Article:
Quigley Named Kelley Drye & Warren Scholar for 2008


Press Contact:
Sonia von Gutfeld, 212-854-1453, [email protected]

July 17, 2008 (NEW YORK) – Columbia Law School student John B. Quigley ’10 has been named the recipient of the Kelley Drye & Warren LLP Scholarship administered by The New York Bar Foundation. The $10,000 award is available to second-year students at Columbia Law School who have at least a B average and intend to practice law in New York State.


Foreground: John B. Quigley '10 (center) is congratulated by James J. Kirk (left) managing attorney at Kelley Drye, and Robert L. Haig, a partner at the firm and immediate past president of The New York Bar Foundation. Second row: On hand are a few of the firm's attorneys who are Columbia Law School alumni, including (left to right) Howard S. Steel '04, associate; John A. Garraty '75, partner; Daniel Schimmel '97, partner; Sung W. Kim '04, associate; Alison S. Pally '04, associate; Merrill B. Stone '76, partner; and David E. Retter '80, partner.

During his first year at Columbia, Quigley served as Career Symposium chair of the Columbia Society of International Law and as training coordinator for the Unemployment Action Center, where he represented unemployed workers seeking benefits. This summer, he is interning in the organized crime division of the United States Attorney’s Office in the Eastern District of New York. His long-term plans focus on litigation.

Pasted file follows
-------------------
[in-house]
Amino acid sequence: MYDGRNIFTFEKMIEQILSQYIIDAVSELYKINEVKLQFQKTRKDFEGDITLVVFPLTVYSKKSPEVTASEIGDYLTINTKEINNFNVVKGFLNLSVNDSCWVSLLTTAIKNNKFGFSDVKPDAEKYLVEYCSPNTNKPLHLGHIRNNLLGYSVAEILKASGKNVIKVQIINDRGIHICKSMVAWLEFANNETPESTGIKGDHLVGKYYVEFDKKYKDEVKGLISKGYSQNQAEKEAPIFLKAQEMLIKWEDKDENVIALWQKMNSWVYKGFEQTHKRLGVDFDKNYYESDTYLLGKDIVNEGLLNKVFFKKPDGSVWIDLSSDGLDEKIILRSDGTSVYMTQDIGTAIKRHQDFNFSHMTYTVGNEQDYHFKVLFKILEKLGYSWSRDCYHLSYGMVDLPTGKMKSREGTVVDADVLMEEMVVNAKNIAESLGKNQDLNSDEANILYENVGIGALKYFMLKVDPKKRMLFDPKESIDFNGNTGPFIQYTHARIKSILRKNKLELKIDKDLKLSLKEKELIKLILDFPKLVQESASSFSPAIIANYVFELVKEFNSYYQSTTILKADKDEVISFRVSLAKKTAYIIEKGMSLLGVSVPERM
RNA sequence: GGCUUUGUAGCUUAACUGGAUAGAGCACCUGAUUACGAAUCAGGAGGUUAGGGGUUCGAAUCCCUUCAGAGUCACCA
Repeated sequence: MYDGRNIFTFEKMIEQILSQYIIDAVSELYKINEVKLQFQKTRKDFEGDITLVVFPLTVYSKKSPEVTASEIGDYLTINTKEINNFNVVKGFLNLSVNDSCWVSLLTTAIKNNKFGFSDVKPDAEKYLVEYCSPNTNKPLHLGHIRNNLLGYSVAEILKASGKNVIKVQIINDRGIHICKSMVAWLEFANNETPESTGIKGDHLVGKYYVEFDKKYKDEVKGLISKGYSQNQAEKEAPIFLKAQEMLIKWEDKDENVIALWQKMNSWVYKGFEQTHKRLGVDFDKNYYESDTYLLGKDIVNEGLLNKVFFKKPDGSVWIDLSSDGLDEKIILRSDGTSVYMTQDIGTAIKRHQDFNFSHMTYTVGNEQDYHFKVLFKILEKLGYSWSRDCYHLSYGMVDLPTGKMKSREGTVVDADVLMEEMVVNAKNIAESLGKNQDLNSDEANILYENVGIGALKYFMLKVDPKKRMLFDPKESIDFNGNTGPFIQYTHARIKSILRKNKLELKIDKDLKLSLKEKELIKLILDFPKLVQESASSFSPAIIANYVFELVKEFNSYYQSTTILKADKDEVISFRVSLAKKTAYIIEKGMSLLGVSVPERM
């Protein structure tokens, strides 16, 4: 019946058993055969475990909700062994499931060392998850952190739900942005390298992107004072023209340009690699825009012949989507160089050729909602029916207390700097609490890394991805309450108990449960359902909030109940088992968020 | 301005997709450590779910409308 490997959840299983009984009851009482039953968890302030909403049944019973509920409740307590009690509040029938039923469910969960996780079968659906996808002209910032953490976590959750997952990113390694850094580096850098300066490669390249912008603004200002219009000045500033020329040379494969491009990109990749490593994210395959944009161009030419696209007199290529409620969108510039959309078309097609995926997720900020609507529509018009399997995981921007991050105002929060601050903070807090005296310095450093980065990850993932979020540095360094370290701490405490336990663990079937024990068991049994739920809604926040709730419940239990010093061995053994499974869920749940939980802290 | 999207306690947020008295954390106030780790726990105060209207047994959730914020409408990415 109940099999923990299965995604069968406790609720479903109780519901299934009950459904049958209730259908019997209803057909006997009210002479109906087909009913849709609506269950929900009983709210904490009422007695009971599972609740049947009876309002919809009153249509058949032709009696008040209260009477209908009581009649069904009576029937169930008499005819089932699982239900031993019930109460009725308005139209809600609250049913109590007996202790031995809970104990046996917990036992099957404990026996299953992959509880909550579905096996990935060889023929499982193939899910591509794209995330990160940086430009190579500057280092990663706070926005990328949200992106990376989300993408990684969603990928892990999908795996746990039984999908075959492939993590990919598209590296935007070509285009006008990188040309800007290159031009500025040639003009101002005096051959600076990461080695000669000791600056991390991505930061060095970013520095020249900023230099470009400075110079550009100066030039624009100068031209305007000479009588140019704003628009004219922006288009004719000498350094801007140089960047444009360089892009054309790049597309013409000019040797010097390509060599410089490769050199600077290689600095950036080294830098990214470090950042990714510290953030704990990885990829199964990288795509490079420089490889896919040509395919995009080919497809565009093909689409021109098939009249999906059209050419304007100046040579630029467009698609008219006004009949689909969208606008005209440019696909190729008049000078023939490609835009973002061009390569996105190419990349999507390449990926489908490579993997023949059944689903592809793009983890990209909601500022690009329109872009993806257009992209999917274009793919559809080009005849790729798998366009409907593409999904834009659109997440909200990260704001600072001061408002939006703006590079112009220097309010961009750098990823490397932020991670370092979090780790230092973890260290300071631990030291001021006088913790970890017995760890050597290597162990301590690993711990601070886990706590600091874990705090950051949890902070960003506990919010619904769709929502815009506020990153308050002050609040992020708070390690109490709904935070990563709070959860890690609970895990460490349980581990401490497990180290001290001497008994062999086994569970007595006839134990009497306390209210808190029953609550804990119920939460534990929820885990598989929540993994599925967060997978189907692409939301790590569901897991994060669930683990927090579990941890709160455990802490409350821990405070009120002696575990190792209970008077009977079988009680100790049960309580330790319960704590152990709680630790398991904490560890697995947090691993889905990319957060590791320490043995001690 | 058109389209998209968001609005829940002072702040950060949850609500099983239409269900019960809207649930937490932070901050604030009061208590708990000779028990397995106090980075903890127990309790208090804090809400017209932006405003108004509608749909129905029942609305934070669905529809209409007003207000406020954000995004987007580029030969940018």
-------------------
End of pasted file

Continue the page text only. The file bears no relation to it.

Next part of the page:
Quigley grew up in Jackson Heights, N.Y., and graduated cum laude from Amherst College in 2004 with a Bachelor of Arts degree in political science. At Amherst he co-founded the organization Students Engaged in Active Service and tutored in the A Better Chance House. He also organized the on-campus housing selection process for the Student Housing Advisory Committee, served as a Senior Admission Fellow in the Office of Admission for three years and was involved with WAMH 89.3FM.

Since 2006 the Kelley Drye & Warren LLP Scholarship has been directed toward a student at Columbia Law School, which selects the recipient.

Columbia Law School, founded in 1858, stands at the forefront of legal education and of the law in a global society. Columbia Law School joins traditional strengths in international and comparative law, constitutional law, administrative law, business law and human rights law with pioneering work in the areas of intellectual property, digital technology, sexuality and gender, and criminal law.